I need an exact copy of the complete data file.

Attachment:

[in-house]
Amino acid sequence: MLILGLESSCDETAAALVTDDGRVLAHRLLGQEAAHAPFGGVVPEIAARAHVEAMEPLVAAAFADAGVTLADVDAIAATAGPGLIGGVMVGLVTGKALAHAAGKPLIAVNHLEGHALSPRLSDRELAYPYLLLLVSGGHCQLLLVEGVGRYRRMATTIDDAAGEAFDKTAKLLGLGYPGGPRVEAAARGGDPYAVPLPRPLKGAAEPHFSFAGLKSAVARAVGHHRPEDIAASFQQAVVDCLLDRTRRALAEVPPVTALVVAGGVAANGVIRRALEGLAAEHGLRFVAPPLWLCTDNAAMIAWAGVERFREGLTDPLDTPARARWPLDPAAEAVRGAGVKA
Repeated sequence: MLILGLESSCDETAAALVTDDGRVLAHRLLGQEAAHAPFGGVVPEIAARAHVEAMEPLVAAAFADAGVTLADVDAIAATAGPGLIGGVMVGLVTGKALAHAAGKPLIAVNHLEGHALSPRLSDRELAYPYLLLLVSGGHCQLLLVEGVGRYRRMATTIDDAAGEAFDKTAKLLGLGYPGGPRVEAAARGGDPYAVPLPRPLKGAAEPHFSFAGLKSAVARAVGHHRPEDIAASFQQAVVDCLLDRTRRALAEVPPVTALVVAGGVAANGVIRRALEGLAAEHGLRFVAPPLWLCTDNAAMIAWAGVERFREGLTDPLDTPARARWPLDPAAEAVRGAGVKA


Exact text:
[in-house]
Amino acid sequence: MLILGLESSCDETAAALVTDDGRVLAHRLLGQEAAHAPFGGVVPEIAARAHVEAMEPLVAAAFADAGVTLADVDAIAATAGPGLIGGVMVGLVTGKALAHAAGKPLIAVNHLEGHALSPRLSDRELAYPYLLLLVSGGHCQLLLVEGVGRYRRMATTIDDAAGEAFDKTAKLLGLGYPGGPRVEAAARGGDPYAVPLPRPLKGAAEPHFSFAGLKSAVARAVGHHRPEDIAASFQQAVVDCLLDRTRRALAEVPPVTALVVAGGVAANGVIRRALEGLAAEHGLRFVAPPLWLCTDNAAMIAWAGVERFREGLTDPLDTPARARWPLDPAAEAVRGAGVKA
Repeated sequence: MLILGLESSCDETAAALVTDDGRVLAHRLLGQEAAHAPFGGVVPEIAARAHVEAMEPLVAAAFADAGVTLADVDAIAATAGPGLIGGVMVGLVTGKALAHAAGKPLIAVNHLEGHALSPRLSDRELAYPYLLLLVSGGHCQLLLVEGVGRYRRMATTIDDAAGEAFDKTAKLLGLGYPGGPRVEAAARGGDPYAVPLPRPLKGAAEPHFSFAGLKSAVARAVGHHRPEDIAASFQQAVVDCLLDRTRRALAEVPPVTALVVAGGVAANGVIRRALEGLAAEHGLRFVAPPLWLCTDNAAMIAWAGVERFREGLTDPLDTPARARWPLDPAAEAVRGAGVKA